SDSU hosts Midwest dairy conference
BROOKINGS, S.D. — Dairy students from across the region came together in South Dakota to sharpen their professional skills and knowledge.
South Dakota State University hosted the annual Midwest Regional American Dairy Science Association Student Affiliate Division Conference, which was held Feb. 3 to 5.
Cole Hoyer, a junior studying dairy production, and Audrey Souza, a senior studying pre-vet, ag leadership and dairy production, were the co-chairs responsible for planning the three-day event at SDSU.
“This year we brought a new focus to it with the dairy manufacturing side. Usually it’s been more focused on the production side,” Souza said. “It was a lot of fun, stress and planning.”
Hoyer is currently the dairy club president and Souza is the vice president. Their planning for the conference started more than a year ago, when SDSU was selected to host at the 2016 conference. Their jobs included being the point of contact for other universities, and overseeing registration and committees such as entertainment, security, fundraising and contests.Full conference
The conference began with registration, the junior and senior quiz bowl, dairy products judging competition, a panel discussion and entertainment. The second day consisted of sessions for students, games and activities, career fair, tours of the SDSU dairy and Golden Dakota dairy farms, formal banquet and awards ceremony, a motivational speaker, a band and entertainment.
“We had six of our sponsor companies represented at the career fair, which we were very happy with,” Hoyer said.“This is one of the first times a career fair was held at the conference. Companies in the area are happy to see students from other states.”
The Sessions for students gave them skills and knowledge to use when entering the workforce, or simply at home on the farm or ranch. This year, offerings ranged from homestead dairy operations, immigrant labor laws and production.
“Normally, my favorite part of the conference is learning from the speakers,” Hoyer said. “This year, being host, I would have to say it was the banquet at the end. That is when we could finally see that we did it. It was great seeing everything wrap up and turn out after spending a year planning it.”
Each year at the conference, a new executive officer team for the Midwest Regional ADSA-SAD is selected. The 2017 to ’18 team consists of President Gabriella Sorg, University of Minnesota; First Vice President Cole Hoyer, South Dakota State University; Second Vice President Sabrina Portner, Iowa State University; Secretary and Treasurer Rachel Haynes, Purdue University; and Officer at Large Bryce Krull, University of Wisconsin River Falls.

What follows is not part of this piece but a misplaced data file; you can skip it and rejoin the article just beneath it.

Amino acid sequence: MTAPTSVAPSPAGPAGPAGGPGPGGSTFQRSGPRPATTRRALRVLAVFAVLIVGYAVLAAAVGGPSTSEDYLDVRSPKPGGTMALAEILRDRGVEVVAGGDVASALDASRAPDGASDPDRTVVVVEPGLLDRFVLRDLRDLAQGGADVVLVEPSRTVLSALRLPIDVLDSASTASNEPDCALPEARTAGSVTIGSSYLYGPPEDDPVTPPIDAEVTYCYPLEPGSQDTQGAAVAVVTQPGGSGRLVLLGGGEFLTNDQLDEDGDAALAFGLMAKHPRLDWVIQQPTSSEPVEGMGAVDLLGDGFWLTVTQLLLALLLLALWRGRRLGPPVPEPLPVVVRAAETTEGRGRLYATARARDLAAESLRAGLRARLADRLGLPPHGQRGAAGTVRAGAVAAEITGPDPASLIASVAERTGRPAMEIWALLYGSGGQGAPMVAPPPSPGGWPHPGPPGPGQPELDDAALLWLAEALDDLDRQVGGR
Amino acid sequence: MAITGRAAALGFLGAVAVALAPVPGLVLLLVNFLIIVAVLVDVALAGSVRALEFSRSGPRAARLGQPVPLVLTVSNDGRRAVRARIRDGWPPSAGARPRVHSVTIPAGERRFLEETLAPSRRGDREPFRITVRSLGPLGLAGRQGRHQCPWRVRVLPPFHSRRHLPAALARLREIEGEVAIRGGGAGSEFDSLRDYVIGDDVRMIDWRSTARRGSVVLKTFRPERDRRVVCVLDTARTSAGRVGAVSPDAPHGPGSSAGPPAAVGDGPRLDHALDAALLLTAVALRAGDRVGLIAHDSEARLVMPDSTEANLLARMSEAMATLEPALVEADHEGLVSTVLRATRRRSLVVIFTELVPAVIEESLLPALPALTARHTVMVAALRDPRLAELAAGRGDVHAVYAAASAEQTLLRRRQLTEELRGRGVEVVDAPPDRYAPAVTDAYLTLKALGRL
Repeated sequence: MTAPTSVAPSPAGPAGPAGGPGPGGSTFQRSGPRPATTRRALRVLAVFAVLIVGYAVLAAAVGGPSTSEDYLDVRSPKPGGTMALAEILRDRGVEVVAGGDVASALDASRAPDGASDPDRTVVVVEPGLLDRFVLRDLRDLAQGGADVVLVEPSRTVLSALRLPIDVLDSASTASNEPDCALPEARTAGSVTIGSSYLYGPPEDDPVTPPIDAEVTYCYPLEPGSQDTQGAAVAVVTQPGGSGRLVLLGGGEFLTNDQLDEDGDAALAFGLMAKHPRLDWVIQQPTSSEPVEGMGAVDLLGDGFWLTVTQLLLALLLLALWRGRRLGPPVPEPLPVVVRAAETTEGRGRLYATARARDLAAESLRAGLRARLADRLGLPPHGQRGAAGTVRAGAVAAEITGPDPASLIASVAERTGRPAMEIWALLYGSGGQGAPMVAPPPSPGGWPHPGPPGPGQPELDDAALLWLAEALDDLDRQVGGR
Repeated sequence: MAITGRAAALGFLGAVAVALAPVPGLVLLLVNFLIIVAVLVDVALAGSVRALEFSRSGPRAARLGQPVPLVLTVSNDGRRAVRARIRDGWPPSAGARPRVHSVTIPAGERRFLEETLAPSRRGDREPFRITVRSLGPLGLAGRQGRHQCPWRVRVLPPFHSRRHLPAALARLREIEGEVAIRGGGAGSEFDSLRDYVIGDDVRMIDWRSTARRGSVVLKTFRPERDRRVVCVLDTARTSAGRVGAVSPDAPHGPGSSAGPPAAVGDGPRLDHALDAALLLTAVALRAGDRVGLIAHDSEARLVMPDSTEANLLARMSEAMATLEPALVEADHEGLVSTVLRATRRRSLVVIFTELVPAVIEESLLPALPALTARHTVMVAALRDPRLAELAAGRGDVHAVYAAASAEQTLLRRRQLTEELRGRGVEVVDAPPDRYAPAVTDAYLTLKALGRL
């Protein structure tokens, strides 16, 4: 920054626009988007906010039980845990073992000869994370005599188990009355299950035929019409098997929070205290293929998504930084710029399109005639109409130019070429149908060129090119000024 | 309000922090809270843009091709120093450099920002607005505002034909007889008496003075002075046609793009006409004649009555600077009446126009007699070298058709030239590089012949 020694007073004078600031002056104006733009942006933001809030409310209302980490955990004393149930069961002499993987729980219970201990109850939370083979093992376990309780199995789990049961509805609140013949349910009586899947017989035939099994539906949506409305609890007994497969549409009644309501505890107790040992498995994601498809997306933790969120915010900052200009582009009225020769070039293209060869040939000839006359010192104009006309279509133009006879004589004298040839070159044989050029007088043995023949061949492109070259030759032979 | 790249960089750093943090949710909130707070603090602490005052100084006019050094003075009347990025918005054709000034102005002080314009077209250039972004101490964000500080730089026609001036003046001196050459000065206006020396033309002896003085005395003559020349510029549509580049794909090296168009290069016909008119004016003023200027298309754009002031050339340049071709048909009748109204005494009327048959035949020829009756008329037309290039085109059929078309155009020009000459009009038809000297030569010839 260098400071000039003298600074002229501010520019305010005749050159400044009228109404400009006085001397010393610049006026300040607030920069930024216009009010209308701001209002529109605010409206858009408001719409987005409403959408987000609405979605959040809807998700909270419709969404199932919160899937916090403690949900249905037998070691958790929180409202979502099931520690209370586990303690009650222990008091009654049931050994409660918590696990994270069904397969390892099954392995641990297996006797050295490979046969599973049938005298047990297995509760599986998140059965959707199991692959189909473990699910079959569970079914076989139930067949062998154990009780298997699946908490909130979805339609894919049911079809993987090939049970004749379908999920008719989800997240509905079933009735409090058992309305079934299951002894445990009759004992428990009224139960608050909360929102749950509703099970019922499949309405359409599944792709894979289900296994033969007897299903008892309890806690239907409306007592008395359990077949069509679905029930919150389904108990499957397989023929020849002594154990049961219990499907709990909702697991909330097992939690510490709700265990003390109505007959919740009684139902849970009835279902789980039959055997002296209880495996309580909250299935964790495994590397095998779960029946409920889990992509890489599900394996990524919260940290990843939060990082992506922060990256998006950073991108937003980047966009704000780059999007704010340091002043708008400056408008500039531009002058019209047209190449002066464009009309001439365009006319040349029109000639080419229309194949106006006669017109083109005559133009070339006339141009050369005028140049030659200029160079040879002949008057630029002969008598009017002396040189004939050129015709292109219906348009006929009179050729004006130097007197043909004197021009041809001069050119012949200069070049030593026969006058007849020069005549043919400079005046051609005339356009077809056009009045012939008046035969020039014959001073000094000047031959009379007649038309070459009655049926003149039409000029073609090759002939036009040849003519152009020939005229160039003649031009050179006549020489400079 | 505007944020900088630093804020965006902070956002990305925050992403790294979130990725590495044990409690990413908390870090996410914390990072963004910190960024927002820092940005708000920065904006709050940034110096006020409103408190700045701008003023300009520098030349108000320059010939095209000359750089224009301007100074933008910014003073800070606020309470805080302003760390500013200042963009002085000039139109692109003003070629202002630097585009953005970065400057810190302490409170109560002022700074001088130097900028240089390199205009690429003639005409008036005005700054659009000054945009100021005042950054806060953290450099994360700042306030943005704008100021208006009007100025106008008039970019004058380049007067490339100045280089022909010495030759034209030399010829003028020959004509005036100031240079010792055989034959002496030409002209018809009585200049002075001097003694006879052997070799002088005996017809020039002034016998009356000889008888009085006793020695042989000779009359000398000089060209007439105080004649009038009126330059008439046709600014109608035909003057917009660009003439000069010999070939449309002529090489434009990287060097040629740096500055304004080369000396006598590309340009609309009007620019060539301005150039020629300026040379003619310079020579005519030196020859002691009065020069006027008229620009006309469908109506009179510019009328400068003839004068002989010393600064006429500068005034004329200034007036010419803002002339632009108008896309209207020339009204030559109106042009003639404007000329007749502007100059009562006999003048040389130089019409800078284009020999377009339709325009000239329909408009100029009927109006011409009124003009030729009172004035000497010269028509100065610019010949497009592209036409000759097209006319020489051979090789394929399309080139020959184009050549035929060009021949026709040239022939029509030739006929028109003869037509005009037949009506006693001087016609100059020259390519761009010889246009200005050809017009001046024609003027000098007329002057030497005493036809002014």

About 382 students and advisers attended, pulling from 11 universities. In order to attend, there is a fee of $70 per student. Depending on the university, the club might cover charges.
While conference attendees are at the host university, they are exposed to the dairy programs, facilities and graduate programs the university offers. According to Souza, it gave them the opportunity to show others how the dairy industry is growing in the I-29 corridor, and that it’s more than just corn and soybeans. Afterward, she said she received texts from students interested in SDSU programs.
Vikram V. Mistry, SDSU professor, department head and dairy club adviser, thought the conference was a success.
“The program and sessions were very diverse, ranging from cheese making to labeling to technology,” Mistry said. “I think that’s what made it unique – it covered the whole spectrum from farm to product. Overall, it went well because of the students. They were very organized and conducted themselves well.”
Brandon Hawkins was one of the SDSU students who attended the ADSA SAD conference.
“At ADSA, we have the opportunity to learn about new industry standards, meet new people, see what other schools do and promote the dairy industry,” Hawkins said. “I think the networking aspect is important because the dairy industry is so small.”
Next year, the conference will be hosted by the University of Minnesota.